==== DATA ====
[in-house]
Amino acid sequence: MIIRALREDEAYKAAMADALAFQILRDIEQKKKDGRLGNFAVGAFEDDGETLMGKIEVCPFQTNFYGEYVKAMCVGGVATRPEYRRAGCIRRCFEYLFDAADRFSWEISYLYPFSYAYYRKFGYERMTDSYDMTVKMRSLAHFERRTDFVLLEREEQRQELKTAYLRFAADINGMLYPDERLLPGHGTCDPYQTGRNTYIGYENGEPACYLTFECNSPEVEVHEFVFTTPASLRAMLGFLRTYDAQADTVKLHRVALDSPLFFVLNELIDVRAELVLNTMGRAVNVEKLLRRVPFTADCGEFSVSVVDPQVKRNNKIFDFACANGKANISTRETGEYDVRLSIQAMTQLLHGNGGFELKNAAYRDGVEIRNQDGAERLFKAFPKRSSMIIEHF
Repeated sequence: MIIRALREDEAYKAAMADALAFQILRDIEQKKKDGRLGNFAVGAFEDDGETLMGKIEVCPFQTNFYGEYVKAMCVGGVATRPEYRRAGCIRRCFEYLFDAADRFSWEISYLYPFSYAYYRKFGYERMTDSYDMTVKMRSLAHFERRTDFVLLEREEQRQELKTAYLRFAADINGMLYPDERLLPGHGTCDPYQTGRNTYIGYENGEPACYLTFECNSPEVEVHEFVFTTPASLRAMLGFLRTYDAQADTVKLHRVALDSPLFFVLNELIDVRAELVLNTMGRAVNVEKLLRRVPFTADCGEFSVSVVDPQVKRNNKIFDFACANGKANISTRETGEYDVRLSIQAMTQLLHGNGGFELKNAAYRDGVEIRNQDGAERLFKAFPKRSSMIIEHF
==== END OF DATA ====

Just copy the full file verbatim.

[in-house]
Amino acid sequence: MIIRALREDEAYKAAMADALAFQILRDIEQKKKDGRLGNFAVGAFEDDGETLMGKIEVCPFQTNFYGEYVKAMCVGGVATRPEYRRAGCIRRCFEYLFDAADRFSWEISYLYPFSYAYYRKFGYERMTDSYDMTVKMRSLAHFERRTDFVLLEREEQRQELKTAYLRFAADINGMLYPDERLLPGHGTCDPYQTGRNTYIGYENGEPACYLTFECNSPEVEVHEFVFTTPASLRAMLGFLRTYDAQADTVKLHRVALDSPLFFVLNELIDVRAELVLNTMGRAVNVEKLLRRVPFTADCGEFSVSVVDPQVKRNNKIFDFACANGKANISTRETGEYDVRLSIQAMTQLLHGNGGFELKNAAYRDGVEIRNQDGAERLFKAFPKRSSMIIEHF
Repeated sequence: MIIRALREDEAYKAAMADALAFQILRDIEQKKKDGRLGNFAVGAFEDDGETLMGKIEVCPFQTNFYGEYVKAMCVGGVATRPEYRRAGCIRRCFEYLFDAADRFSWEISYLYPFSYAYYRKFGYERMTDSYDMTVKMRSLAHFERRTDFVLLEREEQRQELKTAYLRFAADINGMLYPDERLLPGHGTCDPYQTGRNTYIGYENGEPACYLTFECNSPEVEVHEFVFTTPASLRAMLGFLRTYDAQADTVKLHRVALDSPLFFVLNELIDVRAELVLNTMGRAVNVEKLLRRVPFTADCGEFSVSVVDPQVKRNNKIFDFACANGKANISTRETGEYDVRLSIQAMTQLLHGNGGFELKNAAYRDGVEIRNQDGAERLFKAFPKRSSMIIEHF